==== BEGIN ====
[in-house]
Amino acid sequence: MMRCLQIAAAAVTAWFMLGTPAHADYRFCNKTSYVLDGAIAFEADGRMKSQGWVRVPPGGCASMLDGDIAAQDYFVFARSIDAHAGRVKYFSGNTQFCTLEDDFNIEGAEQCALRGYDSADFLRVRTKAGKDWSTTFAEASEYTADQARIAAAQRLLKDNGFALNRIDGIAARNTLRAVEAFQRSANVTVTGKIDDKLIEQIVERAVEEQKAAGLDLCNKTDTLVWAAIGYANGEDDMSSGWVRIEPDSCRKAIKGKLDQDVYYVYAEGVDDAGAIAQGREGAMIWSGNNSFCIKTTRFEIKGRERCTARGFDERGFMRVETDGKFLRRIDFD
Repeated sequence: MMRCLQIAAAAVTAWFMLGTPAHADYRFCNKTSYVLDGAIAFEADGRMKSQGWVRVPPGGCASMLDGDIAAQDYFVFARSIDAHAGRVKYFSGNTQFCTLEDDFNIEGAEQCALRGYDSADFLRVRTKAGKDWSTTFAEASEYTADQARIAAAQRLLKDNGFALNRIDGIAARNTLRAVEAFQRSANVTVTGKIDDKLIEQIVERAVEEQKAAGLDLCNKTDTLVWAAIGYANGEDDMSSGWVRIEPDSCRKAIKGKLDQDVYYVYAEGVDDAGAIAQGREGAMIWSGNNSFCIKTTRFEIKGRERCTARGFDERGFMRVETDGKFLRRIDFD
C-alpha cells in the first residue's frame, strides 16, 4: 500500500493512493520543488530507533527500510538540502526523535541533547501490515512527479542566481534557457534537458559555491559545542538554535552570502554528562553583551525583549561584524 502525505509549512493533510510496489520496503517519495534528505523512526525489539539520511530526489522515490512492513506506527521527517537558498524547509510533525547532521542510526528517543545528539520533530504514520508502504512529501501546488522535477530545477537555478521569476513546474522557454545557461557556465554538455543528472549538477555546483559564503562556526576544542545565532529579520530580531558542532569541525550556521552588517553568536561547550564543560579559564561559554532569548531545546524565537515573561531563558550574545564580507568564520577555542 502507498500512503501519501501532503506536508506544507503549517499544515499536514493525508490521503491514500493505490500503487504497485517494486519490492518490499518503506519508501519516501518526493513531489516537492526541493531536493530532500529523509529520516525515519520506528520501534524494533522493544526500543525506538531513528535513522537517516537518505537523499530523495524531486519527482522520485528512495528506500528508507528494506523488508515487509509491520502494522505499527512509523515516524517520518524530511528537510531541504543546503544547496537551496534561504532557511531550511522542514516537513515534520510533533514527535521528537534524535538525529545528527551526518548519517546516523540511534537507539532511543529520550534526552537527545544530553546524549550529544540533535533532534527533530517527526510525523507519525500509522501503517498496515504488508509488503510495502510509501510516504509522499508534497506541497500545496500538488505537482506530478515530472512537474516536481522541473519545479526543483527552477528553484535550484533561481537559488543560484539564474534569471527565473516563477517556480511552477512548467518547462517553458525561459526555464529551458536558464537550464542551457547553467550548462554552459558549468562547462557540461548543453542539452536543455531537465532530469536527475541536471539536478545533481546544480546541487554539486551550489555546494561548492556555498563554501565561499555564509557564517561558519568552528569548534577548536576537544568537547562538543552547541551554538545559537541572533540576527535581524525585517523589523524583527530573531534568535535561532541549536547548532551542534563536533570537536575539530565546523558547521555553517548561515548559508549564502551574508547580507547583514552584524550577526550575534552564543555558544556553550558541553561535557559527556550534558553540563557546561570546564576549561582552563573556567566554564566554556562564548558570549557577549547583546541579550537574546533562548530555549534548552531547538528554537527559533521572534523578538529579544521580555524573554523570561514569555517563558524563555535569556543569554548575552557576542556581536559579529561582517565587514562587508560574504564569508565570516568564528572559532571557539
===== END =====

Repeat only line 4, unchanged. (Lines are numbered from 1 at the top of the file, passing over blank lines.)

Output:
C-alpha cells in the first residue's frame, strides 16, 4: 500500500493512493520543488530507533527500510538540502526523535541533547501490515512527479542566481534557457534537458559555491559545542538554535552570502554528562553583551525583549561584524 502525505509549512493533510510496489520496503517519495534528505523512526525489539539520511530526489522515490512492513506506527521527517537558498524547509510533525547532521542510526528517543545528539520533530504514520508502504512529501501546488522535477530545477537555478521569476513546474522557454545557461557556465554538455543528472549538477555546483559564503562556526576544542545565532529579520530580531558542532569541525550556521552588517553568536561547550564543560579559564561559554532569548531545546524565537515573561531563558550574545564580507568564520577555542 502507498500512503501519501501532503506536508506544507503549517499544515499536514493525508490521503491514500493505490500503487504497485517494486519490492518490499518503506519508501519516501518526493513531489516537492526541493531536493530532500529523509529520516525515519520506528520501534524494533522493544526500543525506538531513528535513522537517516537518505537523499530523495524531486519527482522520485528512495528506500528508507528494506523488508515487509509491520502494522505499527512509523515516524517520518524530511528537510531541504543546503544547496537551496534561504532557511531550511522542514516537513515534520510533533514527535521528537534524535538525529545528527551526518548519517546516523540511534537507539532511543529520550534526552537527545544530553546524549550529544540533535533532534527533530517527526510525523507519525500509522501503517498496515504488508509488503510495502510509501510516504509522499508534497506541497500545496500538488505537482506530478515530472512537474516536481522541473519545479526543483527552477528553484535550484533561481537559488543560484539564474534569471527565473516563477517556480511552477512548467518547462517553458525561459526555464529551458536558464537550464542551457547553467550548462554552459558549468562547462557540461548543453542539452536543455531537465532530469536527475541536471539536478545533481546544480546541487554539486551550489555546494561548492556555498563554501565561499555564509557564517561558519568552528569548534577548536576537544568537547562538543552547541551554538545559537541572533540576527535581524525585517523589523524583527530573531534568535535561532541549536547548532551542534563536533570537536575539530565546523558547521555553517548561515548559508549564502551574508547580507547583514552584524550577526550575534552564543555558544556553550558541553561535557559527556550534558553540563557546561570546564576549561582552563573556567566554564566554556562564548558570549557577549547583546541579550537574546533562548530555549534548552531547538528554537527559533521572534523578538529579544521580555524573554523570561514569555517563558524563555535569556543569554548575552557576542556581536559579529561582517565587514562587508560574504564569508565570516568564528572559532571557539